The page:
“You can’t work on an empty stomach”
Ensure that you are getting truly useful rewards as part of the work that you are doing.
The icon of this design principle, a vegetable with a bite out of it, shows us that there is an element of competition in obtaining a yield, whilst the proverb “You can’t work on an empty stomach” reminds us that we must get immediate rewards to sustain us.
A chance find on a visit to the beach
“As it was Bunya season, Torsten and Ava were looking for the telltale dome shape tops of the trees as they were driven to the beach – and they spotted one! We stopped and collected these nuts. This tree has now become a part of our forage map and the yield goes beyond free nutritious food. Time spent together dehusking and preparing the nuts is an opportunity to reflect upon Australia’s rich indigenous culture that will help us to create sustainable practices into the future.” – Sandi
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Fair Harvest offers a variety of ways for people to experience a permaculture property. During the warmer months this beautiful tipi is available to accommodate paying visitors and guests. The on-site café offers meals prepared from the extensive organic gardens. There is a venue available for hire, a campground, monthly swap-shuffle-share events that anyone can come to, garden farm tours, workshops, intensive courses and an annual festival in November.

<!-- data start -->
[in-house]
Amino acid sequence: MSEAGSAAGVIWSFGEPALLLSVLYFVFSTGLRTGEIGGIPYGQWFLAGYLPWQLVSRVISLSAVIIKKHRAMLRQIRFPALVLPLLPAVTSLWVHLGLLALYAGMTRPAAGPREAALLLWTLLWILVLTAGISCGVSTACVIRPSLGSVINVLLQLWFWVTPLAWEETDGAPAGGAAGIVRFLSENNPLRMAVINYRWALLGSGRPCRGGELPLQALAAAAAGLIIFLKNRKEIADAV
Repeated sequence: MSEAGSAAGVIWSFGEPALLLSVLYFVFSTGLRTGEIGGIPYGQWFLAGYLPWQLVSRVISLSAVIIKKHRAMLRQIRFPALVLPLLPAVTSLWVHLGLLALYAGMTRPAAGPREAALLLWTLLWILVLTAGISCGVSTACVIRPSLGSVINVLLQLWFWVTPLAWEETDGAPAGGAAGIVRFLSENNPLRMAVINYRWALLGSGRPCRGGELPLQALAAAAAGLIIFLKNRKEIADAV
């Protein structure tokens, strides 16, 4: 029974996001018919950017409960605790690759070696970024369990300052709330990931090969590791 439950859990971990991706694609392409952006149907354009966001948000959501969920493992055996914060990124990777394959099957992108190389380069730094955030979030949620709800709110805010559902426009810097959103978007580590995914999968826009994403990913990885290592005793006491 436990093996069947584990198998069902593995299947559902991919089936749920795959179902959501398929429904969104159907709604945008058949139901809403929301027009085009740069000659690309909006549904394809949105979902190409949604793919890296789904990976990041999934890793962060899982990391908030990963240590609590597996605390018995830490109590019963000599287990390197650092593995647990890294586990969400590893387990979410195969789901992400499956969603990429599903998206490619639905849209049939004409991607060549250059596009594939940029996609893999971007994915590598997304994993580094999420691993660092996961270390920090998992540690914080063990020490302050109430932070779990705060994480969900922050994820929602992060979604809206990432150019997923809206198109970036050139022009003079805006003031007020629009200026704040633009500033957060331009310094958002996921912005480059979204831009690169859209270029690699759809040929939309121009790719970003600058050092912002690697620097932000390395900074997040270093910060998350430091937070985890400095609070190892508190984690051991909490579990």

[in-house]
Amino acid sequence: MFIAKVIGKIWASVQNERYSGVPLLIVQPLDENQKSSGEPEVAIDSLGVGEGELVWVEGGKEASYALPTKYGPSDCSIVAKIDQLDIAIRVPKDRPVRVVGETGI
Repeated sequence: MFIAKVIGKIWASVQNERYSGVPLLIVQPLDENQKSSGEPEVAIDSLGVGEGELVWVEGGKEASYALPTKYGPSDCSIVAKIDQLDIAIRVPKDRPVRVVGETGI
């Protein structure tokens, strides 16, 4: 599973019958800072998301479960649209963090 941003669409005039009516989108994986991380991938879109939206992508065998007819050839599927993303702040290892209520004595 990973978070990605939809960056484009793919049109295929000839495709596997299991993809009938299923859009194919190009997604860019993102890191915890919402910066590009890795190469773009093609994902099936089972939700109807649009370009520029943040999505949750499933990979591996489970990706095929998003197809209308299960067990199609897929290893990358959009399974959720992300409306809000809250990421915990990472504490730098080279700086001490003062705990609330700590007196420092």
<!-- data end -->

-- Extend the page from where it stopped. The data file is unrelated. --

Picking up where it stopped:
Seth looks over items made by his neighbour at Hibi Farm Pottery Studio, which began when Edwin taught himself the craft by making functional ceramics such as cups, bowls, plates, teapots and jugs for himself and friends. Edwin now makes pots for a living, selling custom pieces to restaurants, cafés, for gifts and the home. All made on-site in small batches ranging from one-off items to full sets. Seth, an instrument maker, creates wooden handles to complement Edwin’s work.
‘Suburban enterprise’ photo contributed by Oliver Holmgren. Hibi Farm features in the book RetroSuburbia
From a wasteland to high production
This Patchwork Farm market garden near the centre of London previously contained more than 30 tonnes of brambles, rubble and concrete and was replaced with 30 tonnes of organic compost, raised beds and fruit trees. Volunteers and trainees join the Growing Communities team to learn skills in growing high quality produce with a guaranteed market through their organic fruit and vegetable scheme. All part of developing practical, long lasting alternatives to the current food system.
Photo contributed by Shyamantha Asokan
Berries in the laneway
The seasonal maintenance requirements of Boysenberries can be off-putting, but yields impress. Canes are fed through mesh as they grow to form a screen between the public laneway and the owners property, with excess pruned back. During winter, most leaves fall, those that haven’t are removed to reduce habitat for insects. Flowers bloom in spring, attracting the bees, and with summer comes harvest. Wait until soft, then pick early and pick often for maximum benefit.
Photo contributed by Richard Telford
Transforming food for flavour, longevity and vitality